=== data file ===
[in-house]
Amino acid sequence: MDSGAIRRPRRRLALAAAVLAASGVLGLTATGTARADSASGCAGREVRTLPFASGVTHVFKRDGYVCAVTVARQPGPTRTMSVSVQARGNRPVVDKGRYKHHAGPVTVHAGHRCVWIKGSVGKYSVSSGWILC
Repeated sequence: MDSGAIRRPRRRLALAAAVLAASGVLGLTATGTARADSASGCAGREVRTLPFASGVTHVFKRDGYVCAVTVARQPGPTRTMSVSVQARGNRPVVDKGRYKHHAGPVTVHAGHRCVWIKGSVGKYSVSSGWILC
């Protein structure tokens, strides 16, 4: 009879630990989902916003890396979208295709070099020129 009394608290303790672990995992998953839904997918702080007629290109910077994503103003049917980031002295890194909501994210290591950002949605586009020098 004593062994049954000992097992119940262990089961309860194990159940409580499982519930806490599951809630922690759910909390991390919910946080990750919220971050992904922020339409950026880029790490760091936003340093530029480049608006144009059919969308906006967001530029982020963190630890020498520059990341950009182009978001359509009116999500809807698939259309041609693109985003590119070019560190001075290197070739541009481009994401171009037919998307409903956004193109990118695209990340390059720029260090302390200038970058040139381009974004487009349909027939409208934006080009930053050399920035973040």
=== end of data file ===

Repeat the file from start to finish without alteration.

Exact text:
[in-house]
Amino acid sequence: MDSGAIRRPRRRLALAAAVLAASGVLGLTATGTARADSASGCAGREVRTLPFASGVTHVFKRDGYVCAVTVARQPGPTRTMSVSVQARGNRPVVDKGRYKHHAGPVTVHAGHRCVWIKGSVGKYSVSSGWILC
Repeated sequence: MDSGAIRRPRRRLALAAAVLAASGVLGLTATGTARADSASGCAGREVRTLPFASGVTHVFKRDGYVCAVTVARQPGPTRTMSVSVQARGNRPVVDKGRYKHHAGPVTVHAGHRCVWIKGSVGKYSVSSGWILC
């Protein structure tokens, strides 16, 4: 009879630990989902916003890396979208295709070099020129 009394608290303790672990995992998953839904997918702080007629290109910077994503103003049917980031002295890194909501994210290591950002949605586009020098 004593062994049954000992097992119940262990089961309860194990159940409580499982519930806490599951809630922690759910909390991390919910946080990750919220971050992904922020339409950026880029790490760091936003340093530029480049608006144009059919969308906006967001530029982020963190630890020498520059990341950009182009978001359509009116999500809807698939259309041609693109985003590119070019560190001075290197070739541009481009994401171009037919998307409903956004193109990118695209990340390059720029260090302390200038970058040139381009974004487009349909027939409208934006080009930053050399920035973040």